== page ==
AJR’s Grand Scheme Culminates in Municipal Crime Prevention Plans

September 14, 2011


Constructive engagement of youth – promises long-term gains for Honduras.

The totality of the human costs of violence is hard to quantify. But, trauma, loss of social capital and trust and extortion of local businesses have a crippling effect on basic political and economic development in any community. Since 1999, and despite the brokering of peace agreements, homicides have increased in El Salvador, Guatemala and Honduras making some of their cities among the most violent in the world.

In Honduras, about 42 percent of homicides committed are in the northern cities of San Pedro Sula, Choloma and La Ceiba where approximately 1.5 million people, or about 20 percent of the country’s population, reside. Homicides in these cities range from 158 homicides per 100,000 inhabitants in La Ceiba, to 80 in Choloma with sum total of homicides in the three cities accounting for over 25 percent of the national total.

More alarmingly, preliminary data for 2010 indicate that homicides in the three cities grew by 35 percent versus a national increase of about 20 percent. Do these grim statistics indicate that it’s too late to stop the violence? Is the fight lost? Not according to the Regional Youth Alliance USAID-SICA project which is planting seeds of hope for the worst off communities through launching a comprehensive strategy against violence in La Ceiba, Choloma and San Pedro Sula, reaching youth who are the primary perpetrators and victims of crime.

Beginning with the establishment of neighborhood Outreach Centers in 2008 that provide a safe space for youth to mingle, get assistance with homework, and access vocational courses, the AJR USAID-SICA project has structured these Centers to run on a shoe string budget with one staff person coordinating activities conducted by volunteers. Moreover, the Centers are supported by municipal governments, the private sector and religious institutions. Most recently, the Creative-implemented AJR USAID-SICA’s engagement to reduce violence has culminated in Municipal Crime Prevention Plans in Honduras’s three most violent cities.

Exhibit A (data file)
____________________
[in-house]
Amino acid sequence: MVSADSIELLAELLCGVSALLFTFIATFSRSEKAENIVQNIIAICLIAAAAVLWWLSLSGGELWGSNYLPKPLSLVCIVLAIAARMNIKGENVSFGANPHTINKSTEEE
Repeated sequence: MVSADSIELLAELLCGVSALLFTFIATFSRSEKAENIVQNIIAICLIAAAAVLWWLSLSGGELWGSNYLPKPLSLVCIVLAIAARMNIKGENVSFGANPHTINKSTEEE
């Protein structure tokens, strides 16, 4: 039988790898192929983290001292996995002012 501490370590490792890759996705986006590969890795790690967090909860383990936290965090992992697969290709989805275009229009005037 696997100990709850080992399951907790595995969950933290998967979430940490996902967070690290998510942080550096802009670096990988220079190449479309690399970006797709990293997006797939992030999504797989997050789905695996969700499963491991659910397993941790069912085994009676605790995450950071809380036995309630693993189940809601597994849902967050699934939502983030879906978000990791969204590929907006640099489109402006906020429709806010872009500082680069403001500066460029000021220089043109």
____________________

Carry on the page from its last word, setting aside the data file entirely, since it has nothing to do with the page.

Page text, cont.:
“This is a collaborative effort on an issue that no single layer of government or sector is capable of solving and in which all, including civil society and the private sector have an important role to play,” said Salvador Stadthagen, Director for Honduras of the AJR USAID-SICA, project which is based in El Salvador where similar interventions are taking place.

At the core of AJR USAID-SICA’s philosophy is that preventive measures provide the greatest promise for curtailing violence and bridging the vast gap in guidance, structure, and goal setting that is so essential to youth. As such, the project’s holistic interventions range from establishing Outreach Centers to employment programs that involve the private sector, to youth movements against violence and to Municipal Prevention Plans that receive the support of municipal authorities.

AJR USAID-SICA activities have caught the imagination and participation not only of thousands of youth, but also the backing of ordinary citizens and of course municipal authorities who are now developing regulations that take account of the special needs of youth and women. Most impressive is that the project has also caught the attention of well known musicians who have given their time and talent to hold concerts and develop theme songs against violence that are now broadcast on the radio and TV.

The city of Choloma, known as Honduras’s industrial hub for its factories, is heavily impacted by the use and sale of drugs in neighborhoods with high unemployment, young people loitering in the streets, and sparse spaces for youth recreation. The conditions in Choloma were highlighted by the Violence Diagnostic conducted by the AJR USAID-SICA, providing a wakeup call that drove the city’s Municipal Crime Prevention Committee to conceptualize a Violence Prevention Plan bearing the slogan Choloma, Ciudad de Oportunidades, or Choloma City of Opportunities, that features vocational training, jobs, and sports for youth most vulnerable to violence.

Outreach Center beneficiaries celebrate better times.

The launch Choloma’s Plan took place on February 9th on a hot afternoon. It was kicked off by the siren of the local fire department drawing 1,000 marchers and many more onlookers on its Caminata por la Vida de los Jóvenes Cholomeños or “Walk for Life with Youth from Choloma.” Making their way to Choloma’s city park down the boulevard on a march that covered ten city blocks, citizens carried banners and sang out slogans and quenched their thirst with drinks provided by a local beverage company. “Today the municipality of Choloma wants to show that you can prevent violence and to invite youth now, that we see Choloma as a City of Opportunities,” said the city’s Mayor, Leopoldo Crivelli, who took part in the events.

Following the march, a video was produced by young people themselves to communicate the essence of the non-violence campaign. A theme song “Choloma, what is happening to us?” was composed by 26-year old Darlan Mendoza head of an educational center who led the celebratory concert. “Thanks to programs like the Regional Youth Alliance USAID-SICA today we have an Outreach Center [here] in López Arellano and I can proudly say that I am from this community,” said Sindy Barahona, volunteer of the López Arellano Outreach Center and collaborator at the prevention plan launch.

While the momentum that AJR USAID-SICA has created in Honduras’s three most violent cities can be likened to an oasis in a desert, it is a beginning. Hope springs eternal, especially when harnessing the spirit and energy of youth and to enable them to develop goals, a sense of the future and most importantly civic duty.

Sign Up

For our mailing list


Comments are closed.